Join Scott Onstott for an in-depth discussion in this video Building the drive unit using Extrude and Loft, part of 3D Surface Model Design with AutoCAD.
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- In this video we're going to start building the drive unit, which is down here. It contains gearing and an electric motor. It allows you to pedal and get electric assist. Let's create a new layer called 3D-Drive Unit, set at current, change the color to cyan. Before we start modeling it, let's isolate some of the layers that we're working on. I'm going to draw a line over here, temporarily, type l+a+y+i, for layer isolate, select this line because it contains the current layer, select this object and let's also get the belt to tell us how much room we have to create this drive unit.
We want to make sure that we don't go beyond the space that we have available. So now I'm going to copy these two paths up in the z direction, let's copy them up 30 units, and let's change those to the current layer, so LAYc Enter, get those two and they should turn cyan. I'm going to move the inner path up another 10 millimeters. It's a centimeter higher and it's still underneath the belt, that's good.
Now go to the Surface tab and extrude this path down and snap it onto the ground like that. Then use Loft and select the inner path and this outer one and press Enter, Enter. We have a lot of detail in here and I'll model some of it. Let's copy these three paths up the aggregate distance, which is 30 plus 10, so I'll type in 40.
So we have those at the top of what we're working on right now. I'd like that to be a planar surface, so I'll type in region, I will select this one and then these two, so we have three regions. The nice thing about regions is you can use boolean operations on them. I'll use subtract, select the largest region, Enter. Then let's select the two smaller ones, that cuts a hole. Down here we have these two circular paths.
I'm going to copy them up, 40, and let's move the inner path down two, that we have a little surface relief here. I'll use the surface tab loft to loft a surface between this path and this lower path, Enter, Enter. This is actually the electric motor. Now we need to create a surface to cap that off. I'll use the Planar Tool, and the Planar Tool allows you to pick points to create a plane, but, in this case, we have a circle so we're going to press the down arrow and choose the Object option and then click on this inner path and press Enter to create that surface.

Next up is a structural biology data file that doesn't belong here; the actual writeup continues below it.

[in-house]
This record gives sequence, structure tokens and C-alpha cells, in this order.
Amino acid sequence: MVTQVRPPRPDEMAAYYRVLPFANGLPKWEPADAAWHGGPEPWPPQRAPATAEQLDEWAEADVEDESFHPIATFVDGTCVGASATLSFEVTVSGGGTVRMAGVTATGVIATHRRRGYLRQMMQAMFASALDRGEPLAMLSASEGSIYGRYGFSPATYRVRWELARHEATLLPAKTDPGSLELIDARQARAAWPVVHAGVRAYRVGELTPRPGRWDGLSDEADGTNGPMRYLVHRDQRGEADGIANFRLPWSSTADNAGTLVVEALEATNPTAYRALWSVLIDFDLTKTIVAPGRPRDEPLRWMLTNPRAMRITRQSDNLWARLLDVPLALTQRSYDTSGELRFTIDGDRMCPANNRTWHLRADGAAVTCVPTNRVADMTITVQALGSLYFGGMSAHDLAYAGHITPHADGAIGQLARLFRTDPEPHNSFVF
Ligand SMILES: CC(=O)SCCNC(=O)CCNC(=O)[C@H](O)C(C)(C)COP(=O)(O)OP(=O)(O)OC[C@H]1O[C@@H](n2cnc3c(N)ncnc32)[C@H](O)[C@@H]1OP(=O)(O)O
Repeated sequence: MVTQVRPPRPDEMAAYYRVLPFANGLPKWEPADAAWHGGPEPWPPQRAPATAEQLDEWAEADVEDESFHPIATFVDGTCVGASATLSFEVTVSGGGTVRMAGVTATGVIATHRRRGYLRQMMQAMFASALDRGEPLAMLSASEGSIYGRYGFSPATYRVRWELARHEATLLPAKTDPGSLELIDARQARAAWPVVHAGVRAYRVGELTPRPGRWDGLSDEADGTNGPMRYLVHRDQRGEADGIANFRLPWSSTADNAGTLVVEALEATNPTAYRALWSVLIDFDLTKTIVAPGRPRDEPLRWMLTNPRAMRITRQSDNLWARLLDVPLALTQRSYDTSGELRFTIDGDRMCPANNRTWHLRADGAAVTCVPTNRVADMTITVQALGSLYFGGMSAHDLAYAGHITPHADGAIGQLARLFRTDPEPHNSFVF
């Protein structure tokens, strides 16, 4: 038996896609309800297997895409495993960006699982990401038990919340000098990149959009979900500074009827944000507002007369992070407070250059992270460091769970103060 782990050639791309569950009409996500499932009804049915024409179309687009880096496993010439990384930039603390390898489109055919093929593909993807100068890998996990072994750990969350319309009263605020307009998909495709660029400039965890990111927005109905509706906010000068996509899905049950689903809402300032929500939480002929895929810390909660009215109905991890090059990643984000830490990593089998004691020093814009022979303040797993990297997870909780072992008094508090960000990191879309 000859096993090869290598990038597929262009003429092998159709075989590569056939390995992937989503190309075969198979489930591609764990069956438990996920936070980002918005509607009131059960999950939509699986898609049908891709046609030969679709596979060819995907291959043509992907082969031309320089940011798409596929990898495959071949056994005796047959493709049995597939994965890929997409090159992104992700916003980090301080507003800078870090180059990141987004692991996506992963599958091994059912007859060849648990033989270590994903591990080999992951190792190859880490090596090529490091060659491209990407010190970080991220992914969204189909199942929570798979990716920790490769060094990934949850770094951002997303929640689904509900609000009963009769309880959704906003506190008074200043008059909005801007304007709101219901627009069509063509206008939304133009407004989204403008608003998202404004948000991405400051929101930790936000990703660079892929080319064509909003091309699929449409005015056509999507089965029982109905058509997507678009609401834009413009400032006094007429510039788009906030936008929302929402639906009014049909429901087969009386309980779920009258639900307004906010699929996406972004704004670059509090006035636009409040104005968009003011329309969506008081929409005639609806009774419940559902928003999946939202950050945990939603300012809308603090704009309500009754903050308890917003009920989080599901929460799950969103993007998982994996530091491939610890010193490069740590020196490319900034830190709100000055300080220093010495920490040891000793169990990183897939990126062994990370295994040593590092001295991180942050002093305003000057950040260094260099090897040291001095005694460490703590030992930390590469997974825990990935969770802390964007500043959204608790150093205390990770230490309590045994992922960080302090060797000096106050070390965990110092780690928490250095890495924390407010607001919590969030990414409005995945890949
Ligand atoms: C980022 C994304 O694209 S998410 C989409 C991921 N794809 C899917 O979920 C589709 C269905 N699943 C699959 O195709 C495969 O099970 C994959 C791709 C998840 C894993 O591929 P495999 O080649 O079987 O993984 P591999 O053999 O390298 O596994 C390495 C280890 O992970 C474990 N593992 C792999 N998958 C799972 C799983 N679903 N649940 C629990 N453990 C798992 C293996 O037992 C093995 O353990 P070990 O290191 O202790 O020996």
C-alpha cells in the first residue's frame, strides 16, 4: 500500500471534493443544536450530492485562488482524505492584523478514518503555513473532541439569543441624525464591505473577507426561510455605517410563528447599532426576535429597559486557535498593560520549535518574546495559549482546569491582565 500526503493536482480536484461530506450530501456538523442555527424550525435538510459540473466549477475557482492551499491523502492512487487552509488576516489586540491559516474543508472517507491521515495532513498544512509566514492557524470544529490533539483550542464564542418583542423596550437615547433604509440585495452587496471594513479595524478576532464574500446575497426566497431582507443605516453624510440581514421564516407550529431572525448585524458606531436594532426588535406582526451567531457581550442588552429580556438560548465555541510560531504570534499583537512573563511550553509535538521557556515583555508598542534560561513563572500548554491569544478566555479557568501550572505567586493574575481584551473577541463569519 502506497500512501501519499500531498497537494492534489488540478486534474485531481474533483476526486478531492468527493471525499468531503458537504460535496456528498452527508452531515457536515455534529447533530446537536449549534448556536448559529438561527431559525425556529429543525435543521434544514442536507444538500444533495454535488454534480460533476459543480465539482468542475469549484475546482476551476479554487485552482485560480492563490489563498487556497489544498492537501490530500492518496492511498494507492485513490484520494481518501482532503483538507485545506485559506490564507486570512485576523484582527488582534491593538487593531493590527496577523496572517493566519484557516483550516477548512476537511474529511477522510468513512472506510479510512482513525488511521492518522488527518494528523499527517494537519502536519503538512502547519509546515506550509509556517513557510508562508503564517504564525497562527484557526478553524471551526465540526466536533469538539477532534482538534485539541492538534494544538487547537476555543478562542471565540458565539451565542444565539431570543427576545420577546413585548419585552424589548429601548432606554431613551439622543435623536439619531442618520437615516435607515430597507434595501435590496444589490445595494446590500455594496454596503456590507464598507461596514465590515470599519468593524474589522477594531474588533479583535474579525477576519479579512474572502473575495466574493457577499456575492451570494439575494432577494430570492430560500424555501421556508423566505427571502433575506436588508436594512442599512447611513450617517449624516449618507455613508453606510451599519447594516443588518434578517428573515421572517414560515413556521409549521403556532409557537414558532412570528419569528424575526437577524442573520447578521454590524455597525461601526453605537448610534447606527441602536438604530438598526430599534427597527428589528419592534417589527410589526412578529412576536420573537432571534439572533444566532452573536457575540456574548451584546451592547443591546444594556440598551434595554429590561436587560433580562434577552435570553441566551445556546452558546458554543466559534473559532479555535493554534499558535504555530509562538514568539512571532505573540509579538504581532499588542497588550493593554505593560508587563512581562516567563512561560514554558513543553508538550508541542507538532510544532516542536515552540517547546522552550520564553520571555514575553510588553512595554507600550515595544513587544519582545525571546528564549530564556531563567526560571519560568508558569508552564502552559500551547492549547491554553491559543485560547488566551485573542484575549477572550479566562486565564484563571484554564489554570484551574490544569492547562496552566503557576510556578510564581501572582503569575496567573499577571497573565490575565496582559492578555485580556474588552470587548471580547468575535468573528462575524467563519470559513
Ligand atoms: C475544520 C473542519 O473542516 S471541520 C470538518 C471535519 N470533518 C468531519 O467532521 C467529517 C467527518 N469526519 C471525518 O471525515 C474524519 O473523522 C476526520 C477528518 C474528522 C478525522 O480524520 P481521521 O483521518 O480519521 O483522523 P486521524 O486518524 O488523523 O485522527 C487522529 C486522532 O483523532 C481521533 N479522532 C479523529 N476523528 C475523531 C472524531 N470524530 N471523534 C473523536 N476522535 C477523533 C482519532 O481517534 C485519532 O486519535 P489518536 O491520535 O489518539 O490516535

Over here I'm going to use a solid modeling technique instead. I will extrude this inner path. Actually, it's not there, I need to copy it up, so copy this object up 40 units. Now I should be able to extrude that. It's hard to select, so here's a trick: make a crossing window that crosses through what you want, then remove what you don't want from the selection set.
Hold down the Shift key and click on this object to remove it from the selection set, leaving only the path in the set. Press Enter to go on. Let's extrude this up just two millimeters. Hopefully we have enough room, looks like we just do. Just to refine this, even though this isn't going to be visible, I'm just going to fill it, this edge, to make it look that much more finished.
- Creating layers for 3D modeling
- Extracting isolines
- Trimming and extending surfaces
- Extruding 2D curves into 3D surfaces
- Lofting cross sections
- Converting solids into surfaces
- Sculpting watertight surfaces into solids
- Sweeping and sculpting
- Revolving boundaries to create surfaces
- Welding objects together with Fillet Edge
- Rebuilding NURBS surfaces
- Offsetting a surface